Half a century on from the Civil Rights movement, perhaps these public amenities face an inclusive and greener future. Water companies in the USA and Europe are discussing bringing back public drinking fountains to reduce the use of single-use water bottles. London’s mayor Sadiq Khan announced in October a plan to build 100 new fountains across the city, with the installation of some already completed or underway. Khan wants to end the time of the “neglected” drinking fountain, re-introducing fountains in the capital to suit new trends of filling up re-usable bottles and reducing the use of plastic. With campaigns and activism for more environmental-minded action already beginning, new stories of the drinking fountain will begin to surface again.

 
 
 
 

Community-powered policies should be at the top of Westminster’s to do list

A generic election picture. Image: Getty.

Over the past five decades, political and economic power has become increasingly concentrated in the UK’s capital. Communities feel ignored or alienated by a politics that feels distant and unrepresentative of their daily experiences.

Since the EU referendum result it has become something of a cliché to talk about how to respond to the sense of powerlessness felt by too many people. The foundations of our economy have been shifted by Brexit, technology and deindustrialisation – and these have shone a light on a growing divergence in views and values across geographies and generations. They are both a symptom and cause of the breakdown of the ties that traditionally brought people together.

As the country goes through seismic changes in its outlook, politics and economy, it is clear that a new way of doing politics is needed. Empowering people to take control over the things that affect their daily lives cannot be done from the top down.

Last week, the Co-operative Party launched our policy platform for the General Election – the ideas and priorities we hope to see at the top of the next Parliament’s to do list. We have been the voice for co-operative values and principles in the places where decisions are made and laws are made. As co-operators, we believe that the principles that lie behind successful co‑operatives – democratic control by customers and workers, and a fair share of the wealth we create together – ought to extend to the wider economy and our society. As Labour’s sister party, we campaign for a government that puts these shared values into practice.

Our policy platform has community power at its heart, because the co-operative movement, founded on shop floors and factory production lines, knows that power should flow from the bottom up. Today, this principle holds strong – decisions are best made by the people impacted the most by them, and services work best when the service users have a voice. Our policy platform is clear: this means shifting power from Whitehall to local government, but it also means looking beyond the town hall. Co-operative approaches are about placing power directly in the hands of people and communities.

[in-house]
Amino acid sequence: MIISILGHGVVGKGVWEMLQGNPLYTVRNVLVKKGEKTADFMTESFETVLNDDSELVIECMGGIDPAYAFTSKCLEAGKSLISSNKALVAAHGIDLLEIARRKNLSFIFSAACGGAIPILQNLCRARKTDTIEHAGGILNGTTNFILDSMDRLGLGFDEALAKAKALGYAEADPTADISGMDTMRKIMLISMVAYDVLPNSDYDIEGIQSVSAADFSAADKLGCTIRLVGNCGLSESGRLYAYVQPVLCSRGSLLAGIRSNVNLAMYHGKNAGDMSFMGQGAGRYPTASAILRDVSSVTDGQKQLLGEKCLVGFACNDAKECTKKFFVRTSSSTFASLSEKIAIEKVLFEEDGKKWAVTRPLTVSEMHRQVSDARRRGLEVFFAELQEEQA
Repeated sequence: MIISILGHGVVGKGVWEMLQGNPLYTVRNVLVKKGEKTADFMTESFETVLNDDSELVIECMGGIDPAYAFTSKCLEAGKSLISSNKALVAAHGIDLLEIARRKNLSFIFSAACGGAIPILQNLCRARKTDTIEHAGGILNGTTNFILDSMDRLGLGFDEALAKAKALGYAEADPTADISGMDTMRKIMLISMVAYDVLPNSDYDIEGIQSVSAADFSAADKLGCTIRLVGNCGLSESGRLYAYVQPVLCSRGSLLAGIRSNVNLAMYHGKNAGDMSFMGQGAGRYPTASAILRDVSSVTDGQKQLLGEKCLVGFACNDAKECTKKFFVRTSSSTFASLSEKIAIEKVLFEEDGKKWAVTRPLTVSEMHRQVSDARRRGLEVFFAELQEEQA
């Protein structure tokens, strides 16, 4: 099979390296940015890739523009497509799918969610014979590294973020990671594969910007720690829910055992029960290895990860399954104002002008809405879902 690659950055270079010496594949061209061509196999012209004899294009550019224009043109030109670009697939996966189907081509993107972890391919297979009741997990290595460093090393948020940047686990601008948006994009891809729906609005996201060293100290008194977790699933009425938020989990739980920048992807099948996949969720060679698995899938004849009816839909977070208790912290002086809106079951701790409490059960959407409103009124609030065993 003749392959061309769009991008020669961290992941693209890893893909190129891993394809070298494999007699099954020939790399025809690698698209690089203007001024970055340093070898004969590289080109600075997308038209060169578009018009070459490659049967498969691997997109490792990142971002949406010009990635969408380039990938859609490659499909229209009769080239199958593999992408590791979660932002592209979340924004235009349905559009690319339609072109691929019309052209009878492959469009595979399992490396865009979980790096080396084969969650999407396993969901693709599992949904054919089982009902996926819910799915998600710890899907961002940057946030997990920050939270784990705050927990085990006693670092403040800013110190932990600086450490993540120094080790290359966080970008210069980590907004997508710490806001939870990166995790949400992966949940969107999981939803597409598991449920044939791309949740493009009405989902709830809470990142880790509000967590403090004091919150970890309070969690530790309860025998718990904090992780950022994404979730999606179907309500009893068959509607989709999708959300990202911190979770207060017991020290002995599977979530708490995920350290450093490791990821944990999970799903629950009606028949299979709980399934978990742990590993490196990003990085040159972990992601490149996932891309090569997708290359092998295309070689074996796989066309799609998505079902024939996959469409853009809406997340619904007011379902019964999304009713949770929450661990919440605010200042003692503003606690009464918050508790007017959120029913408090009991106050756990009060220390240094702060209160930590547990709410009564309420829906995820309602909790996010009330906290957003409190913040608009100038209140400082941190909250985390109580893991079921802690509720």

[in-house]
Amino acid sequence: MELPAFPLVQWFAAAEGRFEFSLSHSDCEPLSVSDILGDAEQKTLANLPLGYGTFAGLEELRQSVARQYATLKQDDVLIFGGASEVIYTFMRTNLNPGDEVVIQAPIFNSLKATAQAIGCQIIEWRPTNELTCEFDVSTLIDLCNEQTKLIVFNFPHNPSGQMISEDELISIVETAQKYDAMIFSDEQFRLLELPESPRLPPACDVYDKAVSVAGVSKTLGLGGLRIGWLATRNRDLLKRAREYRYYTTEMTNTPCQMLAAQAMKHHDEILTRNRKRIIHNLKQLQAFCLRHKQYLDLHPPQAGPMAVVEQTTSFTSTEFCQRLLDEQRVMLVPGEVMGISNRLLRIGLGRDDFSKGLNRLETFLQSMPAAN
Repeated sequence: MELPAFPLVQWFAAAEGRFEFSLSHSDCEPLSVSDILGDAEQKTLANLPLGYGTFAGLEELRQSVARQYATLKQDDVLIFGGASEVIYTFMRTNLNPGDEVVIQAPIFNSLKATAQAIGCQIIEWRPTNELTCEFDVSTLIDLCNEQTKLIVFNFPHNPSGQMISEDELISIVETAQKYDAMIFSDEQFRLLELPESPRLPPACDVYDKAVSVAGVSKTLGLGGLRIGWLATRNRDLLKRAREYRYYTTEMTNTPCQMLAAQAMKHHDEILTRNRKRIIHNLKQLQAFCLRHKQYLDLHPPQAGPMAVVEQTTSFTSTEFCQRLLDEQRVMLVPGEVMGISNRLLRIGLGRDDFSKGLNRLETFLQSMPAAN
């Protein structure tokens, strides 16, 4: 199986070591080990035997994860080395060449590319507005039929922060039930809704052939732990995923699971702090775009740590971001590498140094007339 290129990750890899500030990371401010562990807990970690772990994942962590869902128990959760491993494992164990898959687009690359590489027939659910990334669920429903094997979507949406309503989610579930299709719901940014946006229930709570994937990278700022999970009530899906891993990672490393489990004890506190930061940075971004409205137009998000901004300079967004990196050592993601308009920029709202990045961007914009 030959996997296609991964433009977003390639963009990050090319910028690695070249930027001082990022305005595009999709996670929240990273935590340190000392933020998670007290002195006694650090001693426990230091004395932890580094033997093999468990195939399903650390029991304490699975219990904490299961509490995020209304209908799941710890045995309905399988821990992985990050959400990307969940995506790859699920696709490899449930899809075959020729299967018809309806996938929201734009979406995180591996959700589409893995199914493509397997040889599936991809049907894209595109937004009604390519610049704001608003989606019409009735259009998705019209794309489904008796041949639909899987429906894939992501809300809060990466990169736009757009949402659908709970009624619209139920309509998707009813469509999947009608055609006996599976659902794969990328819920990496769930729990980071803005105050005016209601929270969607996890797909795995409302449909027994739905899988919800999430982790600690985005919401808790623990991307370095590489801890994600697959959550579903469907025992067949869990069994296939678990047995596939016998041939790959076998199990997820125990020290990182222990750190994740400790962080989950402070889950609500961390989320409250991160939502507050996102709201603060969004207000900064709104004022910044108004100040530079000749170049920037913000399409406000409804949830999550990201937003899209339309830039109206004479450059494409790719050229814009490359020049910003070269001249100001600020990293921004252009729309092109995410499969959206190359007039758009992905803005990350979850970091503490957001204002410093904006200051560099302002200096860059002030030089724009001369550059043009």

There are many great examples of Co-operative councillors and local communities taking the lead on this. Co-operative councils like Oldham and Plymouth have pioneered new working relationships with residents, underpinned by a genuine commitment to working with communities rather than merely doing things to them.

Building a fairer future is, by definition, a bottom-up endeavour. Oldham, Plymouth and examples like the Elephant Project in Greater Manchester, where people with experience of disadvantage are involved in decision-making, or buses in Witney run by Co-operative councillors and the local community – are the building blocks of creating a better politics and a fairer economy.

This thread runs through our work over the last few years on community wealth building too – keeping wealth circulating in local economies through growing the local co-operative sector. Worker-owned businesses thriving at the expense of global corporate giants and private outsourcers. Assets owned by communities – from pubs to post offices to rooftop solar panels.

And it runs through our work in Westminster too – with Co-operative MPs and peers calling for parents, not private business, to own and run nurseries; for the stewards of our countryside to be farmers rather than big landowners; and for workers to have a stake in their workplaces and a share of the profit.

Far from being ignored, as suggested in last week’s article on community power, our work has never been more relevant and our co-operative voice is louder than ever.

Anna Birley is policy offer at the Co-operative party.